Display the Name Instead of the Username in WordPress Posts

Display the Name Instead of the Username in WordPress Posts

A WordPress user has many handles. There is the username, the nickname, the first name, and the last name. The most common place to display one of these publicly is in the byline of each post just underneath the post title. Some themes choose to place it at the bottom instead. Most users never go into the settings to change their nicknames which by default are set to be the username. So if you leave things as they are, WordPress will display your username under the post title (depending on your theme). This is not ideal for a variety of reasons. To start off with, you might not want people to know your username as it will reduce the number of steps required to hack your account. Second, it might be something unappealing or un-indicative of your real name.

Let’s look at two ways to display the name instead of the username in WordPress. The first method will be a global setting that will affect most cases where your name is displayed. The second is a more fine-tuned approach that you can use to selectively choose what is shown where.

Global Display Name Change

The first step is to fill in the first name, last name, and the nickname in your user profile. Without this, WordPress will use your username as your nickname and display it like this:

nickname displayed

(In this test example, I’ve manually change my nickname something else so that it doesn’t display my username for security reasons. But if I hadn’t done that, it would show my login name instead).

Under the “Users” menu on the left hand side, click “Your Profile” to get to the settings screen. From here, scroll down to the “Name” subsection.

first name

Your username cannot be changed but you can fill in these three fields to let WordPress know that these are alternative handles. Just below that, there is another drop-down box called “Display name publicly as”.

public display name

This allows you to choose which one of the above you want WordPress to pull whenever necessary. In this example, I’ve chosen to use my first name. Once I save the changes and I refresh a post, you can see that it is now displayed instead of the previous handle:

first name displayed

This is a quick way to globally change your author name display settings. But what if you want to tweak it on a case-by-case basis? What if you want a nickname to be displayed in your author byline, but your full name to be displayed in the author box below every post? Luckily, WordPress provides a powerful set of functions that allow you to choose what to show when.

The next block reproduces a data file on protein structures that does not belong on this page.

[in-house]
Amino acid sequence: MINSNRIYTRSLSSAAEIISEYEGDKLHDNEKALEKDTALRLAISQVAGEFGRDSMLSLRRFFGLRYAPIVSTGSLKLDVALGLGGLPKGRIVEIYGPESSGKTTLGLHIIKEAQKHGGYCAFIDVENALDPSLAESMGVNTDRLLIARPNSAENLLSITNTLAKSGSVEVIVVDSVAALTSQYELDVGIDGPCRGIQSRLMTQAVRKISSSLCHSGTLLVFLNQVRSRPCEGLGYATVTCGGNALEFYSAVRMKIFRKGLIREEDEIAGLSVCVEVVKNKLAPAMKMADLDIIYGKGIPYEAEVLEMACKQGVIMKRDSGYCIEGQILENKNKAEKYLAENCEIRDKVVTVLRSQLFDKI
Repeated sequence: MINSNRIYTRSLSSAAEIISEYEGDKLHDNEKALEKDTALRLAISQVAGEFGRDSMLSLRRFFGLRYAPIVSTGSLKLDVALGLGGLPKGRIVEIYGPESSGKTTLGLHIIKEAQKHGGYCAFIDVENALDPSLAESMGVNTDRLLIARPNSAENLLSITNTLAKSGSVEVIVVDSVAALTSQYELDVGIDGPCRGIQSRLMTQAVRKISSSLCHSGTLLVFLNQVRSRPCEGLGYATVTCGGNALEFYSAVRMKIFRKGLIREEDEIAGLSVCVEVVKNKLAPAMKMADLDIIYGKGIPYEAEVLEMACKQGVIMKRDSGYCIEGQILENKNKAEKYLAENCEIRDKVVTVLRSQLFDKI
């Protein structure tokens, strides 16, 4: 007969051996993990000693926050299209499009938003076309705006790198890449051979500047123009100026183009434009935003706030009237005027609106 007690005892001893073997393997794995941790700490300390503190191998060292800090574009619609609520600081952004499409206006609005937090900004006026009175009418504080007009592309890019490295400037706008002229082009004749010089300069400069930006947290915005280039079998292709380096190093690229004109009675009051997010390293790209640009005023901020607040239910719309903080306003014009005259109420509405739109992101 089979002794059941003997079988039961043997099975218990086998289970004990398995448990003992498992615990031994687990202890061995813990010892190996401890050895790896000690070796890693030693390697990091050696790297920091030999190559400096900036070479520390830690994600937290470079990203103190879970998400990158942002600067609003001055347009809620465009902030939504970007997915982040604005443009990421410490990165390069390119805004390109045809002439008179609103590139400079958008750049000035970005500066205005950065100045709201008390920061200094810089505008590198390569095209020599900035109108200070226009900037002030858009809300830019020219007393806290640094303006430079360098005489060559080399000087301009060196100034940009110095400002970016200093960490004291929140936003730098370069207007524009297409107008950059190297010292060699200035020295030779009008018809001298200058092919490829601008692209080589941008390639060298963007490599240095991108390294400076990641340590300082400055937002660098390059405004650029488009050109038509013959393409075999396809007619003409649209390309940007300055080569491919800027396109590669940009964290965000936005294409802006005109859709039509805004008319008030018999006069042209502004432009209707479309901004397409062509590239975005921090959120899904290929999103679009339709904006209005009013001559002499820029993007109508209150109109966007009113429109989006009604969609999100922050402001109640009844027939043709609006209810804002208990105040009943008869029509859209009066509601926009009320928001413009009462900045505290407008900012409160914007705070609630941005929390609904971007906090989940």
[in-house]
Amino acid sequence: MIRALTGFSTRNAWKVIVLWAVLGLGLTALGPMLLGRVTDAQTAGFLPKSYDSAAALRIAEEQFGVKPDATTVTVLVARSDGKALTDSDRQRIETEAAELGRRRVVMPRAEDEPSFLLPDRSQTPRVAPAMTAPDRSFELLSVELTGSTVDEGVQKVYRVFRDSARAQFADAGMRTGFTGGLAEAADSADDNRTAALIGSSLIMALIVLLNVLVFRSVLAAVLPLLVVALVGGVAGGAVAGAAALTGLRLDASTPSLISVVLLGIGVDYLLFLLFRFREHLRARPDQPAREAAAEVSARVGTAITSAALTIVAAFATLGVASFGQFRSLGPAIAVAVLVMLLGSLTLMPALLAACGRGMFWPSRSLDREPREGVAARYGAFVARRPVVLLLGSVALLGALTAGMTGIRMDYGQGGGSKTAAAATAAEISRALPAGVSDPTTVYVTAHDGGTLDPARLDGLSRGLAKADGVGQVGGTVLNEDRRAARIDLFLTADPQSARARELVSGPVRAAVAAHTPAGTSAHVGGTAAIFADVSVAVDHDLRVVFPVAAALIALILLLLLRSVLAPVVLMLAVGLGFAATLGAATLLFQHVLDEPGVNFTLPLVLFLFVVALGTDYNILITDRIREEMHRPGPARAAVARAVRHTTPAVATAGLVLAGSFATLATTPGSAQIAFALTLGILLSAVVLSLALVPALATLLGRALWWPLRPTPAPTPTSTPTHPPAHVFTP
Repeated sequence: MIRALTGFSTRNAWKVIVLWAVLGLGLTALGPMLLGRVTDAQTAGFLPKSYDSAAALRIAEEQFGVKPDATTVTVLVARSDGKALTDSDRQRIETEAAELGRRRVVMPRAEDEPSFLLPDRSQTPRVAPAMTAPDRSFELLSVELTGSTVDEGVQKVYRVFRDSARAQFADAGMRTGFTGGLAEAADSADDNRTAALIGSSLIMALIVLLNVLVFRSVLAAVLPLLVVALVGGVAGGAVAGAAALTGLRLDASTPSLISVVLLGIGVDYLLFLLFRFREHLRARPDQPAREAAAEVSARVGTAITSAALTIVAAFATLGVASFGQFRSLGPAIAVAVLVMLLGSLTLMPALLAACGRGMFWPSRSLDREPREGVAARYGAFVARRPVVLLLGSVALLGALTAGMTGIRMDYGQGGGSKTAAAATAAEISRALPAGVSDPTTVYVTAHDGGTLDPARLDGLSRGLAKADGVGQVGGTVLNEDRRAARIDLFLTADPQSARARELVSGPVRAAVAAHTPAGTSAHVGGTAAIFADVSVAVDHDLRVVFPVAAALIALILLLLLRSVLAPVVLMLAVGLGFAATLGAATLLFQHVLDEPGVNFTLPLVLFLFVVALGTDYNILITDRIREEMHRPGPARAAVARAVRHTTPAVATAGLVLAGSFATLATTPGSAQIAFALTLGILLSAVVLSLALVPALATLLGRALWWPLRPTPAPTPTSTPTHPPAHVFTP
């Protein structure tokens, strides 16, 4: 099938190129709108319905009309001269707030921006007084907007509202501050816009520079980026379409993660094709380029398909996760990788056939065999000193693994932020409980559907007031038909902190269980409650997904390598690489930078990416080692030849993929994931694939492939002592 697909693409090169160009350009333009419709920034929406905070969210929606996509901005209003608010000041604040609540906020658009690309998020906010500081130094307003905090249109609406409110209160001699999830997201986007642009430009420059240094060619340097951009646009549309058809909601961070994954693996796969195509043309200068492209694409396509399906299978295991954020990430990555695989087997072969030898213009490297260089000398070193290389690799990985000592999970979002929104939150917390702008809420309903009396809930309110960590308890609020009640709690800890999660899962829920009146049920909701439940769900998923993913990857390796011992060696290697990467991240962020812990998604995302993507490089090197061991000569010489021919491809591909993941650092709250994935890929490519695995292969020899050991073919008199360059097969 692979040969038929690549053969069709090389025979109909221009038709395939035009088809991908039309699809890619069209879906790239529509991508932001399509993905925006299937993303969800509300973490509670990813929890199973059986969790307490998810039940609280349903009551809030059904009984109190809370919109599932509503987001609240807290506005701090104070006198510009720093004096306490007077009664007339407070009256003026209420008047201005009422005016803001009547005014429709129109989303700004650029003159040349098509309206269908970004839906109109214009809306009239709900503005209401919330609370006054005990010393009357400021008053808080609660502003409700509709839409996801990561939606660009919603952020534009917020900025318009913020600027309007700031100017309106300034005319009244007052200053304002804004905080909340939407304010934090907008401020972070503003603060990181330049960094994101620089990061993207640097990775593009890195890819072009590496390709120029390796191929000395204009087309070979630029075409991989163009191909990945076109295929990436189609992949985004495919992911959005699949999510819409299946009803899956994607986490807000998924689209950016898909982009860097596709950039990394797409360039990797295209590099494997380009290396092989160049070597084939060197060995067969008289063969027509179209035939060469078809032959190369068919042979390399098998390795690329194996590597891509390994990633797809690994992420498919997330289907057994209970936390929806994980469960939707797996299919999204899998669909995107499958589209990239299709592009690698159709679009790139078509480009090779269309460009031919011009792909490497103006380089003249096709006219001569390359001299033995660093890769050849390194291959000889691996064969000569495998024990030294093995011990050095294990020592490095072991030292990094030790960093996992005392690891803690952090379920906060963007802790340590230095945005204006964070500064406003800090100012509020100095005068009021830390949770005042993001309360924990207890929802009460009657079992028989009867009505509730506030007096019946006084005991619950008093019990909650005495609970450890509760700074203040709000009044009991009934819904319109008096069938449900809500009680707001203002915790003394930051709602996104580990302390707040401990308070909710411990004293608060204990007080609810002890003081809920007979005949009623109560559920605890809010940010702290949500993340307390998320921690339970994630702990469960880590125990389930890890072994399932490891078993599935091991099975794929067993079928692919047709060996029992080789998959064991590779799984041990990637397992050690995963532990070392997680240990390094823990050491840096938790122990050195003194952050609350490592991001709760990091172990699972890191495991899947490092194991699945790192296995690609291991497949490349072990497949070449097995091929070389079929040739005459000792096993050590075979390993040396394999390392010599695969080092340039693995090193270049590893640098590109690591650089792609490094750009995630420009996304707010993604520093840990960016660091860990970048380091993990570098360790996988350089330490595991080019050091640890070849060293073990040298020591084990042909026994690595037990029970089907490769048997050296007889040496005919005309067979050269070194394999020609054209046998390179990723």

Using get_the_author_meta Instead

WordPress allows the get_the_author_meta to be used whenever you want to obtain specific information about a post author. Each user has quite a lot of metadata associated with them that is filled out in the user profile page or is implicitly determined. For example, you can get that e-mail, their role, their ID, and even out-of-the-way information such as the number of plug-ins they have displayed per page. The WordPress documentation on get_the_author_meta gives you a list of all the field names you can use to obtain various pieces of information.

So for example if you don’t want to change the global setting for username display, you simply need to find the place where the byline is generated depending on your theme. In the default Twenty Fourteen theme, this is the template-tags.php file. You need to locate the line containing “get_the_author”, comment it out and replace it with:

get_the_author_meta(‘first_name’)

Like in this screenshot here:

change code

This change will always display the first name regardless of the settings you choose in the drop-down box in the user profile screen. It provides WordPress developers with the ability to fine-tune the display name depending on the location.

If you’re simply looking for a global way to display the name instead of the username in WordPress, you should choose the first method. But if you need an alternative way to change just one occurrence, you should use get_the_author_meta instead.

Leave a Reply

This Website is Hosted by

Powered by RamNode

Disclosure: We receive a compensation from some of the companies whose products or services are presented on our website.